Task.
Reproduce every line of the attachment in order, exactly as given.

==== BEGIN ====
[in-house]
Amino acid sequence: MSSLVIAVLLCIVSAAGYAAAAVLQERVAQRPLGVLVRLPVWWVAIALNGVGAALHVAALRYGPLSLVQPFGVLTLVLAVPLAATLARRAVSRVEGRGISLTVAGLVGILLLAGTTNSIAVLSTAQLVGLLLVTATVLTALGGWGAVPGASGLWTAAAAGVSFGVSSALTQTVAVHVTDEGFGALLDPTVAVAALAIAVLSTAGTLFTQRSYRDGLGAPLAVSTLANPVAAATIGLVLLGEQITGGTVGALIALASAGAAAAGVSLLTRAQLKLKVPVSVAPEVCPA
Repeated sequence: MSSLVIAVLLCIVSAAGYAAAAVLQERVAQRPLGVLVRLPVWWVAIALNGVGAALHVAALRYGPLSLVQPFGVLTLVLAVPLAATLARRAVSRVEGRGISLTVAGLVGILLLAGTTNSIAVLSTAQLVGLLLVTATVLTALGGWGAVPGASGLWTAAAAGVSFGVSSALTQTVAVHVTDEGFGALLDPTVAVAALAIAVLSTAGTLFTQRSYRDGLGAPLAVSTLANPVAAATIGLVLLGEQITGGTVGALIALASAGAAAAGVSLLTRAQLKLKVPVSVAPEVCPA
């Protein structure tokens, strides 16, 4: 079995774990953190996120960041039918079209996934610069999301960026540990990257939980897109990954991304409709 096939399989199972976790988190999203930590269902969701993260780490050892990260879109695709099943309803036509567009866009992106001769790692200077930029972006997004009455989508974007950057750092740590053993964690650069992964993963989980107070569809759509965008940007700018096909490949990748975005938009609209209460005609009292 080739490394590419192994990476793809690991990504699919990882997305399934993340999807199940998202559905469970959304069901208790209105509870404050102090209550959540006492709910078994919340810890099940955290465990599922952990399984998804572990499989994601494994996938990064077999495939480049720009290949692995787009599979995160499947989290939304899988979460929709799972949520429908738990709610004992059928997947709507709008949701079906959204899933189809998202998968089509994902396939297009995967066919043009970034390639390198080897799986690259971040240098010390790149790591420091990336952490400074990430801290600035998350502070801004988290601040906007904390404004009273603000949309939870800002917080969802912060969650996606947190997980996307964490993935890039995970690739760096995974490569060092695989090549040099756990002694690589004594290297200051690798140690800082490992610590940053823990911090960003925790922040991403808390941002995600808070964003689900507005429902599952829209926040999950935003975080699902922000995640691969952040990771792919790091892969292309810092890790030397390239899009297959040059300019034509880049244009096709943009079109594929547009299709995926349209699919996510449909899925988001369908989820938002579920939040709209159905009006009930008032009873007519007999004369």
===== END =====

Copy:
[in-house]
Amino acid sequence: MSSLVIAVLLCIVSAAGYAAAAVLQERVAQRPLGVLVRLPVWWVAIALNGVGAALHVAALRYGPLSLVQPFGVLTLVLAVPLAATLARRAVSRVEGRGISLTVAGLVGILLLAGTTNSIAVLSTAQLVGLLLVTATVLTALGGWGAVPGASGLWTAAAAGVSFGVSSALTQTVAVHVTDEGFGALLDPTVAVAALAIAVLSTAGTLFTQRSYRDGLGAPLAVSTLANPVAAATIGLVLLGEQITGGTVGALIALASAGAAAAGVSLLTRAQLKLKVPVSVAPEVCPA
Repeated sequence: MSSLVIAVLLCIVSAAGYAAAAVLQERVAQRPLGVLVRLPVWWVAIALNGVGAALHVAALRYGPLSLVQPFGVLTLVLAVPLAATLARRAVSRVEGRGISLTVAGLVGILLLAGTTNSIAVLSTAQLVGLLLVTATVLTALGGWGAVPGASGLWTAAAAGVSFGVSSALTQTVAVHVTDEGFGALLDPTVAVAALAIAVLSTAGTLFTQRSYRDGLGAPLAVSTLANPVAAATIGLVLLGEQITGGTVGALIALASAGAAAAGVSLLTRAQLKLKVPVSVAPEVCPA
């Protein structure tokens, strides 16, 4: 079995774990953190996120960041039918079209996934610069999301960026540990990257939980897109990954991304409709 096939399989199972976790988190999203930590269902969701993260780490050892990260879109695709099943309803036509567009866009992106001769790692200077930029972006997004009455989508974007950057750092740590053993964690650069992964993963989980107070569809759509965008940007700018096909490949990748975005938009609209209460005609009292 080739490394590419192994990476793809690991990504699919990882997305399934993340999807199940998202559905469970959304069901208790209105509870404050102090209550959540006492709910078994919340810890099940955290465990599922952990399984998804572990499989994601494994996938990064077999495939480049720009290949692995787009599979995160499947989290939304899988979460929709799972949520429908738990709610004992059928997947709507709008949701079906959204899933189809998202998968089509994902396939297009995967066919043009970034390639390198080897799986690259971040240098010390790149790591420091990336952490400074990430801290600035998350502070801004988290601040906007904390404004009273603000949309939870800002917080969802912060969650996606947190997980996307964490993935890039995970690739760096995974490569060092695989090549040099756990002694690589004594290297200051690798140690800082490992610590940053823990911090960003925790922040991403808390941002995600808070964003689900507005429902599952829209926040999950935003975080699902922000995640691969952040990771792919790091892969292309810092890790030397390239899009297959040059300019034509880049244009096709943009079109594929547009299709995926349209699919996510449909899925988001369908989820938002579920939040709209159905009006009930008032009873007519007999004369």